Third, the bill authorizes an advanced scientific computing research program. Included in this program is the Energy Sciences Network, which provides high bandwidth scientific networking across the entire U.S. and Atlantic Ocean which will maximize network reliability and better protect the nation from cyberattacks. This program will cost over $1 billion by fiscal year 2026.
Fourth, the bill creates a DOE Quantum Network Infrastructure Research and Development Program that accelerates the innovation in quantum network infrastructure in order to develop secure national quantum communication technologies and strategies. This would be in coordination with the National Science Foundation (NSF), the National Institute of Standards and Technology (NIST), among others, with $100 million provided for these initiatives for each fiscal year 2022-2026. A DOE Quantum User Expansion for Science and Technology Program would also be developed in order to encourage and facilitate access to U.S. quantum computing hardware to enhance the quantum research enterprise and educate the future quantum computing workforce. This program will be developed in coordination with NSF, the National Aeronautics and Space Administration (NASA), the National Labs, and institutes of higher education.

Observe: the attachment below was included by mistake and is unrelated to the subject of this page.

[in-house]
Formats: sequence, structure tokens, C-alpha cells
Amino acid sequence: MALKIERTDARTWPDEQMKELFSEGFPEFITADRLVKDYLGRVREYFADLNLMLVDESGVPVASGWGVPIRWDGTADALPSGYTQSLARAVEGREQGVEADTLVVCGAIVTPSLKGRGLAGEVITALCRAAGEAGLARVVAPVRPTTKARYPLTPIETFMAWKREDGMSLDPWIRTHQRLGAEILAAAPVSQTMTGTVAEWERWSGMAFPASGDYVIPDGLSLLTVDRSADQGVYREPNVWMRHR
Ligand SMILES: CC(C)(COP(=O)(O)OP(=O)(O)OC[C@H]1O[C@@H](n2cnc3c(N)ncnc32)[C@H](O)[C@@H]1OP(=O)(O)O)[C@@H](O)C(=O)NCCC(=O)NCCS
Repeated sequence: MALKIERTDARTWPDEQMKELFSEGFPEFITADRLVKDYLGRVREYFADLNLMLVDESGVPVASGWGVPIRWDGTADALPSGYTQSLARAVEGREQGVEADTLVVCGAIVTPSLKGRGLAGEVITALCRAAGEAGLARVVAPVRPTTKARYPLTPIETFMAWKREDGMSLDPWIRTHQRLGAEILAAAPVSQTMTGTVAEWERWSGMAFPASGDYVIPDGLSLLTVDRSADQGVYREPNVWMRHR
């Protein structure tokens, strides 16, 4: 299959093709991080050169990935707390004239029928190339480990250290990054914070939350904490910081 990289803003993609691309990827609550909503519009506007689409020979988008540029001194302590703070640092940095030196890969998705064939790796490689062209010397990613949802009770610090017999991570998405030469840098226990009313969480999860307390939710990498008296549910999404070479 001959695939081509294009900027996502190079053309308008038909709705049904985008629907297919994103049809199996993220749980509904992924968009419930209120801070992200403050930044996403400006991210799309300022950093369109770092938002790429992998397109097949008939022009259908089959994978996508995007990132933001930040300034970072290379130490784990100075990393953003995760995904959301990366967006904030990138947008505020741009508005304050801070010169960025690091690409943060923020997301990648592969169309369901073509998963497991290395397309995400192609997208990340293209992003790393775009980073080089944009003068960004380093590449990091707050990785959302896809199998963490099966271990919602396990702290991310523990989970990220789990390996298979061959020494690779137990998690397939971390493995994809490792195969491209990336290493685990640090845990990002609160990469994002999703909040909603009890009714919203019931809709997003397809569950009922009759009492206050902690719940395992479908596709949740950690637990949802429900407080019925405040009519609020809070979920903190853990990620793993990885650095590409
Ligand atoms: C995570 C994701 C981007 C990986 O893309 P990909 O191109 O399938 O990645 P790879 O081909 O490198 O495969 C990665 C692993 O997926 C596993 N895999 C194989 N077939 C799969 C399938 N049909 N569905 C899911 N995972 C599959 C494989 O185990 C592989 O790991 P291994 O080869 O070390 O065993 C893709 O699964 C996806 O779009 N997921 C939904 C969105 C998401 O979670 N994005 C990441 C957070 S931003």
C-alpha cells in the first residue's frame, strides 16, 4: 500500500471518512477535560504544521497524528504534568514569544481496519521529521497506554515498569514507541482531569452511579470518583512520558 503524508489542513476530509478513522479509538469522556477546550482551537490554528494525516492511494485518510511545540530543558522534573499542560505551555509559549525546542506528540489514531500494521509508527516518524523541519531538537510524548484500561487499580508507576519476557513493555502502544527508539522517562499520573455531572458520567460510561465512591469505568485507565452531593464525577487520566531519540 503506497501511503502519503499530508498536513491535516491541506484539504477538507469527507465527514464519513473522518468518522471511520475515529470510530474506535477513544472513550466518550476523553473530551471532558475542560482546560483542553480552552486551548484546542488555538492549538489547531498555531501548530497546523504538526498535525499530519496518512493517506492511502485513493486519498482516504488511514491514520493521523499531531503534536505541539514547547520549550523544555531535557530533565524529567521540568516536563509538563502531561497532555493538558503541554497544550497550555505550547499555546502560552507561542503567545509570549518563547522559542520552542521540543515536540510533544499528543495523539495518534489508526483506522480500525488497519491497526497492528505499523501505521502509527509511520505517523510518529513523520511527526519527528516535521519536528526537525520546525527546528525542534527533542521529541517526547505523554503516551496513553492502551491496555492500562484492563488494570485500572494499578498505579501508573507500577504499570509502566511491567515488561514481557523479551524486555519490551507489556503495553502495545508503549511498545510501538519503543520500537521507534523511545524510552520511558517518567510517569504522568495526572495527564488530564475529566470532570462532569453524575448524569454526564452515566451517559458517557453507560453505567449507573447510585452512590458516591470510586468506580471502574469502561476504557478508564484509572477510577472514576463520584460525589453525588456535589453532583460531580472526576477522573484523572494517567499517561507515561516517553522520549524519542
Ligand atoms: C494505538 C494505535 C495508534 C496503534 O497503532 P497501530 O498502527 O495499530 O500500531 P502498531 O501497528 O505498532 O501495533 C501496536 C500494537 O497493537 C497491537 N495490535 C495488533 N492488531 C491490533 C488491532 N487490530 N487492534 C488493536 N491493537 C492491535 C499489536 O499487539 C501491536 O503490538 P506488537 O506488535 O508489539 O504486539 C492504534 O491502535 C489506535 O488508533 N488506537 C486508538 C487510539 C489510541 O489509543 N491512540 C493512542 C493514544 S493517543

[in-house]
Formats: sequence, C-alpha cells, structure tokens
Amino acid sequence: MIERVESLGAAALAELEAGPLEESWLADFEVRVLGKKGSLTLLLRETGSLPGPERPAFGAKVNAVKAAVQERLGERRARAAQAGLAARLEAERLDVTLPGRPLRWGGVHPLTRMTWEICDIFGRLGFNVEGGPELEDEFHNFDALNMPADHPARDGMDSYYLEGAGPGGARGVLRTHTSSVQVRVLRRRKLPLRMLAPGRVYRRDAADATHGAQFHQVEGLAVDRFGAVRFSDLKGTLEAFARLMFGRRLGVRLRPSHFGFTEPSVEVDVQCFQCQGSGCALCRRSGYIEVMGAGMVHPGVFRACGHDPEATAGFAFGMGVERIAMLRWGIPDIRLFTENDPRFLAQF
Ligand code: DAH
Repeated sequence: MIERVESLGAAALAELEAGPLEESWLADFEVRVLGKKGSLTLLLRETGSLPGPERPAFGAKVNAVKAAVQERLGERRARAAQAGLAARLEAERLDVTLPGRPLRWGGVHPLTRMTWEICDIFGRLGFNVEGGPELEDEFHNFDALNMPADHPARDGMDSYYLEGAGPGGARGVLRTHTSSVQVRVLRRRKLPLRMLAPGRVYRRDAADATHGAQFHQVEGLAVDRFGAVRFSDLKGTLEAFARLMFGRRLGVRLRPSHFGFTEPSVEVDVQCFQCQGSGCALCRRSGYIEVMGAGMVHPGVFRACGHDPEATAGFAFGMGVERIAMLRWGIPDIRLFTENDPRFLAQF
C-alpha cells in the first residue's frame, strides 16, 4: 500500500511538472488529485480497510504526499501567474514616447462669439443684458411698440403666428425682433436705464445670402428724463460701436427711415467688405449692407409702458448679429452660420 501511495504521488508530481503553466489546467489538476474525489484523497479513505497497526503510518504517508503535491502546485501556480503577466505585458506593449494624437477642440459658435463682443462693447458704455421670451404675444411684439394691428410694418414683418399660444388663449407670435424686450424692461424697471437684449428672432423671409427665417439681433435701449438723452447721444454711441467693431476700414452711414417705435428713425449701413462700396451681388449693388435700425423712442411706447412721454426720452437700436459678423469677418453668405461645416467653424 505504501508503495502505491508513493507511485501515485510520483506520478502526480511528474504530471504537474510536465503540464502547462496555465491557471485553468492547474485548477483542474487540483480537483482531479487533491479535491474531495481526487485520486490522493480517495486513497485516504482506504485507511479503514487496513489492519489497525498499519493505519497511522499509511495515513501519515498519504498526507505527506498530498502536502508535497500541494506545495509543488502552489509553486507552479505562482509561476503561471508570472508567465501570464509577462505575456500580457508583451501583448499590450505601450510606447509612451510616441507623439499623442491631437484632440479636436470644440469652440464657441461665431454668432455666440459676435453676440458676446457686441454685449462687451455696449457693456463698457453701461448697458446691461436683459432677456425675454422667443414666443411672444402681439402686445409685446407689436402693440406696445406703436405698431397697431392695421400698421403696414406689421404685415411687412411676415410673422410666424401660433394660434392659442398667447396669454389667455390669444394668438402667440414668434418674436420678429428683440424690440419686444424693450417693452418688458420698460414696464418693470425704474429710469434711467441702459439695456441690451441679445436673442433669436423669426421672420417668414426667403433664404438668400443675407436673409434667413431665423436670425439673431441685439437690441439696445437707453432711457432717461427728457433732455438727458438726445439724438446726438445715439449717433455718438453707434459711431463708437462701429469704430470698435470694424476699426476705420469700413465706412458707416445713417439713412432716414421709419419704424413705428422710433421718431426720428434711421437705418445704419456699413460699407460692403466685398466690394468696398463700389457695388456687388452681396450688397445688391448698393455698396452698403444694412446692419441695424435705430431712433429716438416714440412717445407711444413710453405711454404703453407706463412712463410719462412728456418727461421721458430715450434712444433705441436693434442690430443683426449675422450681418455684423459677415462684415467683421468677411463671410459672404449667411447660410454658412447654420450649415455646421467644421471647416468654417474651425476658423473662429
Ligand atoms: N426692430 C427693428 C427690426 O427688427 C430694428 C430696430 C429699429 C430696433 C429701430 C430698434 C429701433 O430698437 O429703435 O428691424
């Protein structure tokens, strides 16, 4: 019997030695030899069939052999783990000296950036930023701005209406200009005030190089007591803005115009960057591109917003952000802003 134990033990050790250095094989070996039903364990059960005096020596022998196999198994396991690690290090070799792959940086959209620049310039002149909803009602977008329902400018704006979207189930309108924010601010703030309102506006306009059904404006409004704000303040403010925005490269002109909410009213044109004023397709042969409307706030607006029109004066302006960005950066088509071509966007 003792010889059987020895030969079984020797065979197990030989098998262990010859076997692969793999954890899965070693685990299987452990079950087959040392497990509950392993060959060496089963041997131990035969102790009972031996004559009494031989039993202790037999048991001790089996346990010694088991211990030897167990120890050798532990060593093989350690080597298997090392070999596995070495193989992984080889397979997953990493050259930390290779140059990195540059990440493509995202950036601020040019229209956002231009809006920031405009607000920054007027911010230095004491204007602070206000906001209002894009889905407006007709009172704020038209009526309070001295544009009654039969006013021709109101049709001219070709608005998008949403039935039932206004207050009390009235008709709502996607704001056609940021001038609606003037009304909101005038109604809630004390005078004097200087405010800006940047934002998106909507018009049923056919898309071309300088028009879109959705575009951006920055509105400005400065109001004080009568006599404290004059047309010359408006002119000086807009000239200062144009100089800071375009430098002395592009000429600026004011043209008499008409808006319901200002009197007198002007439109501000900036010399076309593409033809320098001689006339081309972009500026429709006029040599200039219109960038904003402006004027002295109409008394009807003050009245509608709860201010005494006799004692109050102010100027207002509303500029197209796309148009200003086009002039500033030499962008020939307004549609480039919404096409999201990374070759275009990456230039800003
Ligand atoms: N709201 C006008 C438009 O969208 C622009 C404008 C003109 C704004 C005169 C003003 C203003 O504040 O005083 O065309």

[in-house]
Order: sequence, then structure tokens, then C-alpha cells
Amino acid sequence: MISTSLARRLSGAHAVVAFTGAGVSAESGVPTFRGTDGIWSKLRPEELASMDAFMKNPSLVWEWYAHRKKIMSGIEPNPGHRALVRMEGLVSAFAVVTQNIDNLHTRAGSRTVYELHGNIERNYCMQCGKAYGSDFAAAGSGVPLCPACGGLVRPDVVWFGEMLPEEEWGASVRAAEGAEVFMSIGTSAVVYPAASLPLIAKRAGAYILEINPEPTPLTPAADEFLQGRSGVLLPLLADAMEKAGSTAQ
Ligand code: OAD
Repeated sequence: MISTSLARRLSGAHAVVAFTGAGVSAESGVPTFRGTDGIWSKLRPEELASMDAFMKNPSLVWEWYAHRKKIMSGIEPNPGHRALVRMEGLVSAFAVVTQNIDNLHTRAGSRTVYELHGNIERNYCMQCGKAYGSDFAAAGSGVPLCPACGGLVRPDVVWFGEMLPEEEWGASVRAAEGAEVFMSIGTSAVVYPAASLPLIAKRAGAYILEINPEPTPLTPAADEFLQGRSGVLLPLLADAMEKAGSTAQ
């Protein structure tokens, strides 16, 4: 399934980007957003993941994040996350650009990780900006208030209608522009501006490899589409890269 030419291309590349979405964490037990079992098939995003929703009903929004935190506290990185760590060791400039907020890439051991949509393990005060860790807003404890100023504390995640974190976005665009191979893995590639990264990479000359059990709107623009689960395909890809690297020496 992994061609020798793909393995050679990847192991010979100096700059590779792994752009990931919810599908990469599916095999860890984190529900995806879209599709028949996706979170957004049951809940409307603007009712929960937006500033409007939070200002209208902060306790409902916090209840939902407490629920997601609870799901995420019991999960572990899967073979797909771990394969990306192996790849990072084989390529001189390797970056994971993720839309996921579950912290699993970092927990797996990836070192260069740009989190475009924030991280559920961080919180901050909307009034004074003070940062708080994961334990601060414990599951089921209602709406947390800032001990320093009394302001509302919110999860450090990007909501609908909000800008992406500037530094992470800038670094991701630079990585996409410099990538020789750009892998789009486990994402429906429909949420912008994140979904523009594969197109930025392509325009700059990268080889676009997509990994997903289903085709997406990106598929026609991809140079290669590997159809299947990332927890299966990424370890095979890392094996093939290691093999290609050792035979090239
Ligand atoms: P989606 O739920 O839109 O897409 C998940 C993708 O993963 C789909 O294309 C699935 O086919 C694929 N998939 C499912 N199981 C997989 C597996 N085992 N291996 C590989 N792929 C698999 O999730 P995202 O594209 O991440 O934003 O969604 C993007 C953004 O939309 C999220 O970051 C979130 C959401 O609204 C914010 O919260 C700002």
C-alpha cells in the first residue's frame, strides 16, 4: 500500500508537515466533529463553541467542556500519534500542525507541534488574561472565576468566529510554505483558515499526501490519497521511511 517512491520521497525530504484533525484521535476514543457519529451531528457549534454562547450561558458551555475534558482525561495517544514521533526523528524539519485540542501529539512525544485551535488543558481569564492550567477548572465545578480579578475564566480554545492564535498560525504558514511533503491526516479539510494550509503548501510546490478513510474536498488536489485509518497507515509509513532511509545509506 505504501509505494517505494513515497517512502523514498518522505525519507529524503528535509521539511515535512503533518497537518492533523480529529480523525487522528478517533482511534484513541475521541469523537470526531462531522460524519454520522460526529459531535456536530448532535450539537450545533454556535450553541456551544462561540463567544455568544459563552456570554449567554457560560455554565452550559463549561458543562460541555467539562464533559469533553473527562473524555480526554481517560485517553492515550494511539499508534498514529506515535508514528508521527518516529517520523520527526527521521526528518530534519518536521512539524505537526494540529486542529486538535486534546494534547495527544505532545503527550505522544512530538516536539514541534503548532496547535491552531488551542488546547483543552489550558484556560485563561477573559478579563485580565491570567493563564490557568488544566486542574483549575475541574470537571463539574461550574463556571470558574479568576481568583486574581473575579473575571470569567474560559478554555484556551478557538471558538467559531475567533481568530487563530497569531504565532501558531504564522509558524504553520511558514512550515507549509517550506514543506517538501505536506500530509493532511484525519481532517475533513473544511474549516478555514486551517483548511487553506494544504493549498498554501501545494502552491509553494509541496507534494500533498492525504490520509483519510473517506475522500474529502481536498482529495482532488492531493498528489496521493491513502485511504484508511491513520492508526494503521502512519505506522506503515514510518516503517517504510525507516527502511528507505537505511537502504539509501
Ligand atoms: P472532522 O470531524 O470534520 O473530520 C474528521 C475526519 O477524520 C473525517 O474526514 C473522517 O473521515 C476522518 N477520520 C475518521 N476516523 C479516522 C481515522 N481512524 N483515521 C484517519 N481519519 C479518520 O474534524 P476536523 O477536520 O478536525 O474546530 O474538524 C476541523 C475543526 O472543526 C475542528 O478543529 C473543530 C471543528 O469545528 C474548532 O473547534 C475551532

Fifth, the bill discusses the need for enhanced fusion energy research, as well as for a High Energy Physics Program that supports theoretical and experimental research in elementary particle physics, and explores the nature of dark energy and matter in collaboration with NSF and NASA. There would also be the development of a Nuclear Physics Program to understand various forms of nuclear matter and $2 million authorized within fiscal year 2022 to build a facility for rare isotope beams to advance the understanding of the cosmos.
Finally, the bill requires increased collaboration with teachers and scientists. To expand, it requires the DOE to submit a plan within one year after enactment to congressional committees that explains how teachers and scientists will collaborate to broaden participation of underrepresented individuals in STEM. It promotes diversity, equity, and inclusion of STEM professionals, and requires the submission of a 10-year educational plan and outreach strategy that describes how to build research capacities and expand opportunities such as traineeships to such groups.
Overall, this piece of legislation lays out multiple science and research initiatives. Before being passed in the full House of Representatives, a markup was held on June 15th to discuss and vote on 10 amendments to the original bill. These amendments focused on topics ranging from requiring the DOE to report information relating to water and watershed research to establishing a research initiative focused on engineered ecosystems. All amendments were agreed to via voice votes, and the committee voted to move the bill forward to the full House of Representatives. GSA will continue to monitor the progression of the bill as it moves on to the Senate.
Editor’s Note: All quotes are from the text of the bill itself, found at: https://www.congress.gov/117/bills/hr3593/BILLS-117hr3593ih.pdf